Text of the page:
My gratitude to Magdalene College for this opportunity. I heard Rowan William’s lecture, and have been pondering, and learning, from its wisdom in the year since.
The proximate drivers of the polarisation that worries public discourse, are well rehearsed: the rise of social media, its debasement of open democratic debate, and so on.
I will recapitulate just three aspects in order to explore what lies underneath this febrile rancour in the new century.
First, the culture wars. We should be clear about the reason for its adoption by the contending parties and their fellow travellers in the US with the rise of the New Left in the 1960s, and the corresponding rise of the New Right – and consequently in all the Anglosphere and Western liberal democracies that take their cues from the US: the Culture Wars were and are a proxy for the old class wars that became passe for the Left and a convenient diversion for the Right. Better to fight over guns, sex, religion, language and identity than the political economy of inequality, unemployment and poverty.
Australia’s incomparable historian and art critic, Robert Hughes’ lectures for the New York Public Library, published as Culture of Complaint in 1992, remains the finest explication of the two PCs that came to dominate discourse from the 1980s: Political Correctness from the Left and Patriotic Correctness from the Right. Leftist PC was a political Godsend to its opponents, its excesses affording much ammunition to lambast the Left for its absurdities. Much electoral return was yielded over three decades – not least during the Howard Government’s ascendancy from the mid-90s through to the mid-2000s in Australia. PC is a dead cat whose malodorous carcass can be reliably mobilised as a substitute for real public discourse. Meanwhile that other PC against which Hughes was equally scathing – Patriotic Correctness – went unnoticed.
The new progroms against Identity Politics and forWestern Civilisation – are just new phases of this Culture War. As the Leftist discourse evolves and mutates, so does its Rightist response. And whilst the Leftists have indeed succeeded in long marching through the institutions, the Rightists always succeeded in fighting on their favoured ground of culture rather than economy. Of race and gender rather than class. Of the morality of religion and sex rather than the morality of our political economy.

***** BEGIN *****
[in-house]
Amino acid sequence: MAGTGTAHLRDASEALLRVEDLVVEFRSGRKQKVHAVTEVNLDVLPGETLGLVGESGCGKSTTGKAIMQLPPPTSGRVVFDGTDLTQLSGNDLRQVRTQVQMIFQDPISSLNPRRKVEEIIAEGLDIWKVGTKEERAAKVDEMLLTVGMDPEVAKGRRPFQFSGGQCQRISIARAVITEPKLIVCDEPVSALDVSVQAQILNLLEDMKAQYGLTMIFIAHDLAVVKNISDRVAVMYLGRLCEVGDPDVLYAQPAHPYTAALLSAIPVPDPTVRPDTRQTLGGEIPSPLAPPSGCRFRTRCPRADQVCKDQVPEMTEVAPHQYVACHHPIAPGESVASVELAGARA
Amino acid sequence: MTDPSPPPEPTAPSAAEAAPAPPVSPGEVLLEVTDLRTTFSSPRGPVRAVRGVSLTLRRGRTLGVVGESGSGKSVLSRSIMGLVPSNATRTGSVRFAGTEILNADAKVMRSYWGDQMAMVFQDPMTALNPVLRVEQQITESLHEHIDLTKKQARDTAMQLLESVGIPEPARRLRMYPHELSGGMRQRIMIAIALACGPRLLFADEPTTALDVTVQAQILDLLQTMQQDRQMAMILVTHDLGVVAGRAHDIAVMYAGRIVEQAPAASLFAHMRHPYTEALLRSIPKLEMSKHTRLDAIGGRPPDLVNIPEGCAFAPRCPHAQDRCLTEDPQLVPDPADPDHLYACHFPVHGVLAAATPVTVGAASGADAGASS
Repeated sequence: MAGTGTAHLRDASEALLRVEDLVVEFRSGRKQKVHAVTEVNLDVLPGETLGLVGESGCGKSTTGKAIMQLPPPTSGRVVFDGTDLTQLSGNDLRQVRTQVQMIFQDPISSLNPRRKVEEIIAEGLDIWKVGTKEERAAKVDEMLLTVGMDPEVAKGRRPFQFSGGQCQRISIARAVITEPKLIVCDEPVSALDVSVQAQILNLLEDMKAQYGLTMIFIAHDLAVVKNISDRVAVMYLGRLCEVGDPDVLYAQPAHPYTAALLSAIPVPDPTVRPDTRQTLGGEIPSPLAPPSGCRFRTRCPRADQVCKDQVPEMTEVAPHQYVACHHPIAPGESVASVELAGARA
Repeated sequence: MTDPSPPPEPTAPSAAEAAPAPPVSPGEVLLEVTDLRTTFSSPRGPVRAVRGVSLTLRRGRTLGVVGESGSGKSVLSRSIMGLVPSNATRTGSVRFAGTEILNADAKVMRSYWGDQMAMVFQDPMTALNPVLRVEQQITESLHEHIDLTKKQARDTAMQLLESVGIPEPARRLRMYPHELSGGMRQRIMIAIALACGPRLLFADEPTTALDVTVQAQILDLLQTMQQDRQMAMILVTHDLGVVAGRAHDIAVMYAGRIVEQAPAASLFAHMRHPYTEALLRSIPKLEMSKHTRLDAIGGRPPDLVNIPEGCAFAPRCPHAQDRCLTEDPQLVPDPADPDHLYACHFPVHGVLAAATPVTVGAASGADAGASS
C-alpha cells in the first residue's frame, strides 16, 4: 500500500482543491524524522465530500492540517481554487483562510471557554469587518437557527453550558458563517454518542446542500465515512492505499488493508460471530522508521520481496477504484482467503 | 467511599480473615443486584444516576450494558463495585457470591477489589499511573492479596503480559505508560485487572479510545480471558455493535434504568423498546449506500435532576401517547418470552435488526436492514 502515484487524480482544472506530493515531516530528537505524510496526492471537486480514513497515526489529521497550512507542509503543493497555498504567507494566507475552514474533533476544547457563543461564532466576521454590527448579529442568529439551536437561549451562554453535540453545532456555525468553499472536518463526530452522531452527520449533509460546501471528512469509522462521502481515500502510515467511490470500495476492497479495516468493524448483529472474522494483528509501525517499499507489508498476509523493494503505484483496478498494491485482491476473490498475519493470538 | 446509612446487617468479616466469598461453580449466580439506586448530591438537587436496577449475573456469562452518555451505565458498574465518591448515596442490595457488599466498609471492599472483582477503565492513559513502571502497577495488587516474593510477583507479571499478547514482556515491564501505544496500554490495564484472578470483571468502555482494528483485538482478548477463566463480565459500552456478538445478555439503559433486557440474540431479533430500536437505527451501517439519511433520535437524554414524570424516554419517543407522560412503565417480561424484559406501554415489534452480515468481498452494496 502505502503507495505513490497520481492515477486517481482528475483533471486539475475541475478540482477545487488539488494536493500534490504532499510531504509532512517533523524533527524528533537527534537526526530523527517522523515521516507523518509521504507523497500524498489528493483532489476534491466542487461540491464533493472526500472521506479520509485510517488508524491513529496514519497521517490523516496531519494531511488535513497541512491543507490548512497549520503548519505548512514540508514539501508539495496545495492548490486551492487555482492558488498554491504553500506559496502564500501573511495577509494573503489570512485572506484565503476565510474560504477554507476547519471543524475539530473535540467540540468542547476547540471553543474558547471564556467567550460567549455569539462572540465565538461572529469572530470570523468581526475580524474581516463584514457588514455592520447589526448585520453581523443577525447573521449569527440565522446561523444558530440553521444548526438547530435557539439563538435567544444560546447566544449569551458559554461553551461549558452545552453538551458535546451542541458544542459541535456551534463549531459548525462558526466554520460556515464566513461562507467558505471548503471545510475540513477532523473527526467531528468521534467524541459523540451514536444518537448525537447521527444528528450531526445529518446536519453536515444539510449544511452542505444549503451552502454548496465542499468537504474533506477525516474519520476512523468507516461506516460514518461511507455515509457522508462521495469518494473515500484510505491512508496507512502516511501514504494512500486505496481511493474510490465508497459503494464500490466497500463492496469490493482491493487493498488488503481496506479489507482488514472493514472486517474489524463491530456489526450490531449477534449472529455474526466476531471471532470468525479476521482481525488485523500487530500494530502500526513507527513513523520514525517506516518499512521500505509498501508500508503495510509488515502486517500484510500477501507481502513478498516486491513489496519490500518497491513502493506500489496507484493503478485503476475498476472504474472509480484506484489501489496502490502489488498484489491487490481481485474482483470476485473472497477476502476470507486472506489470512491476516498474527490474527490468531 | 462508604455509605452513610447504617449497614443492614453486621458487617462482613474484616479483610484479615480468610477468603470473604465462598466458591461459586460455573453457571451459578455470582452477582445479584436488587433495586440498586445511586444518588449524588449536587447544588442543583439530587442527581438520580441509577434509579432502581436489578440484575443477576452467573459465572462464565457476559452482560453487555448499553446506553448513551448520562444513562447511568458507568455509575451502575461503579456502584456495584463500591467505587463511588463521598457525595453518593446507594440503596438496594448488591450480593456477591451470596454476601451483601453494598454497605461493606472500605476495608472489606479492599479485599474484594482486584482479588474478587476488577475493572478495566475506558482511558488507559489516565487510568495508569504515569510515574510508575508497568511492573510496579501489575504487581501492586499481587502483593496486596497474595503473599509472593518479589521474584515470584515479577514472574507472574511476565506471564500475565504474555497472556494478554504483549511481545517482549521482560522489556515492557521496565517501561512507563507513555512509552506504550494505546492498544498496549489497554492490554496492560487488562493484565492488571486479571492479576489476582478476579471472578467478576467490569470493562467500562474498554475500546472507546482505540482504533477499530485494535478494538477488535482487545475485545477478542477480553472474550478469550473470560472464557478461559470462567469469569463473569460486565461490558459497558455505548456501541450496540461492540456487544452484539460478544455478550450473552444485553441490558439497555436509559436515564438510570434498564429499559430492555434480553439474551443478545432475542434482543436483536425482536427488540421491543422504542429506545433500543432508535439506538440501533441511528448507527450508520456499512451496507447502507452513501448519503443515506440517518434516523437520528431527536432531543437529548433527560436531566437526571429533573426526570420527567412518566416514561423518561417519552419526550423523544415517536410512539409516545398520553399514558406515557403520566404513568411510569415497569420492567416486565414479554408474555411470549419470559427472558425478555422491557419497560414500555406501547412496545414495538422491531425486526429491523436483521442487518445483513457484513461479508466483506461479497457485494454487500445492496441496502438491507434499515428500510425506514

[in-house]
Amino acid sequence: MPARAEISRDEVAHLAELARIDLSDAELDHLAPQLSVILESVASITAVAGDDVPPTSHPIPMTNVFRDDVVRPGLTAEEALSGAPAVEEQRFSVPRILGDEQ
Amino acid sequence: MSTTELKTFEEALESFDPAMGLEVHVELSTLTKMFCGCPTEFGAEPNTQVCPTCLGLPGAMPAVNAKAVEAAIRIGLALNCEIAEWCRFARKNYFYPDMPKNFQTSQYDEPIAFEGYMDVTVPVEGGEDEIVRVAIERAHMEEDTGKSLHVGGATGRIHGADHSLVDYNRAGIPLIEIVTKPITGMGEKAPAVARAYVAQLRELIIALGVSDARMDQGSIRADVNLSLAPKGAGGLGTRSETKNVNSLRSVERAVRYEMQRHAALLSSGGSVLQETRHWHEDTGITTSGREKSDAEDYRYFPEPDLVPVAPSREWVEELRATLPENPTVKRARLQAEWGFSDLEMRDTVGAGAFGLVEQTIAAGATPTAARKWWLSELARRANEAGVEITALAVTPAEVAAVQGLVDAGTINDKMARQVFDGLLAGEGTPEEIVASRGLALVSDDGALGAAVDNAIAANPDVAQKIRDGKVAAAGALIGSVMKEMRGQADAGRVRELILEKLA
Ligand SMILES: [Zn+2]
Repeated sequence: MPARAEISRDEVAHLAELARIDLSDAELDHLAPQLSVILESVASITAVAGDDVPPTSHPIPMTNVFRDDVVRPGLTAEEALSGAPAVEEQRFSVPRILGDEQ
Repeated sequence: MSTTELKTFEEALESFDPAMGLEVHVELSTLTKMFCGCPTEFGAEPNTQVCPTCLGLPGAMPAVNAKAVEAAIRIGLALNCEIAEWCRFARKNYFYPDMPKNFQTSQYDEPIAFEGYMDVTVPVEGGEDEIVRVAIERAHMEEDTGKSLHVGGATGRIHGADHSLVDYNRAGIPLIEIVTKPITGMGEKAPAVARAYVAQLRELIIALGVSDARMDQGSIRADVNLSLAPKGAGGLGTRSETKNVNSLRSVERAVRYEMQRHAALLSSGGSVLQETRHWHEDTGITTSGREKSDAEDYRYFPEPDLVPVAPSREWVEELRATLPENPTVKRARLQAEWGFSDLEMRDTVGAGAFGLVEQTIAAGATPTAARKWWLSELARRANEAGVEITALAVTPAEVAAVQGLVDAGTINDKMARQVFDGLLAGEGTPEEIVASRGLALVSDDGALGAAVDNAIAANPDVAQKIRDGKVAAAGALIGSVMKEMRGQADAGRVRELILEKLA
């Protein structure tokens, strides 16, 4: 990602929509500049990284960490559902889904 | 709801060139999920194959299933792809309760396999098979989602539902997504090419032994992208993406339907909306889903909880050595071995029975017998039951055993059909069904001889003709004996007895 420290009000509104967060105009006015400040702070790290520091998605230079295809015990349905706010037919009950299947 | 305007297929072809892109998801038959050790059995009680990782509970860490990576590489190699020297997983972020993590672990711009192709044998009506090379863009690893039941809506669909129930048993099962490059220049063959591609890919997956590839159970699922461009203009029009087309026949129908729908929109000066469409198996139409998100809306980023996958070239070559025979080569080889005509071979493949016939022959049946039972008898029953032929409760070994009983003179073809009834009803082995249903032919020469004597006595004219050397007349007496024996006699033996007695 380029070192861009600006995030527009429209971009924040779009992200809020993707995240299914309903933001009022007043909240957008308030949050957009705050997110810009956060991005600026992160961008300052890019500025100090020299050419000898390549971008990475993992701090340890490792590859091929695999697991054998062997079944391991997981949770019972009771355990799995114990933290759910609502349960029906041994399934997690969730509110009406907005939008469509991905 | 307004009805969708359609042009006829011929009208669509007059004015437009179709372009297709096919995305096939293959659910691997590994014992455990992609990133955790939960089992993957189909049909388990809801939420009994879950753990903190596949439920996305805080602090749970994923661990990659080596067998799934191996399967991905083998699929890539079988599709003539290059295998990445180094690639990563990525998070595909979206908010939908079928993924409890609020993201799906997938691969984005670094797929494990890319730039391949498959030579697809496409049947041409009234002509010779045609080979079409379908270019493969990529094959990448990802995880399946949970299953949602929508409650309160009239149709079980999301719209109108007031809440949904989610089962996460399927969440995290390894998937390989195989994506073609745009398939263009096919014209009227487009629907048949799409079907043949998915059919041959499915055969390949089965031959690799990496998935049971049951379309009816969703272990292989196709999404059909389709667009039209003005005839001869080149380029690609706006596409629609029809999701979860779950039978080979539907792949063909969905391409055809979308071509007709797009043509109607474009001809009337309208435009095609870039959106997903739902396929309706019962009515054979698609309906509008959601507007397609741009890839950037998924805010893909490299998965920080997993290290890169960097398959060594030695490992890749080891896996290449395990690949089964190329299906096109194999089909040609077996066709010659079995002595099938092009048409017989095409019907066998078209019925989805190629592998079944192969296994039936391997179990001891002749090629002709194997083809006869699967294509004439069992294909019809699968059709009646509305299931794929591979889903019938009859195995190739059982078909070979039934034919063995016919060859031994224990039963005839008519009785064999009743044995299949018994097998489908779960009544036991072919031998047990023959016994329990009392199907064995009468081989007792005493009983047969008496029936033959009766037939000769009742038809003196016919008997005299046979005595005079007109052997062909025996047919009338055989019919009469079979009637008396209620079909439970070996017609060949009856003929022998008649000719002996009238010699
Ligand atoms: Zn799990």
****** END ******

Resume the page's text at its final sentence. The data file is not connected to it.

Second, the rise of the permanent campaign. This is a short point. Simply observing that our democratic politics evolved so that elections no longer represent the resolution of partisan contest over policy for power, whereby partisans come together and accept the newly elected government has a mandate from the people to govern for all. Rather the campaign starts the very day after the last poll. On the part of the newly elected seeking to cement their place in power and on the part of the opposition, looking forward to the next election.
Third, the rise of the media business model as a complement and amplifier of the Culture Wars. This too is a short point, and not new. Partisan conflict has long sold media, but it seems to me Roger Aisles broke new ground with his creation of Fox News: a remarkably lucrative media business model whose very value proposition is centred on tribal conflict and the Culture Wars. However egregious Fox News is, its commitment to the cultural and political right is no different to the Australian public broadcaster – the ABC’s – commitment to left-liberal culture and ideology. The same can be said, as I understand it, of the BBC.
Australia is as roiled by this polarisation as the US and the UK: we imitate and replicate the ideas and political methods that underpin the Culture Wars of America. How might we transcend this dismal discourse? Let me turn to this question in the Australian context over the past decade: the recognition within the Australian Constitution of the country’s Aboriginal and Torres Strait Islander peoples.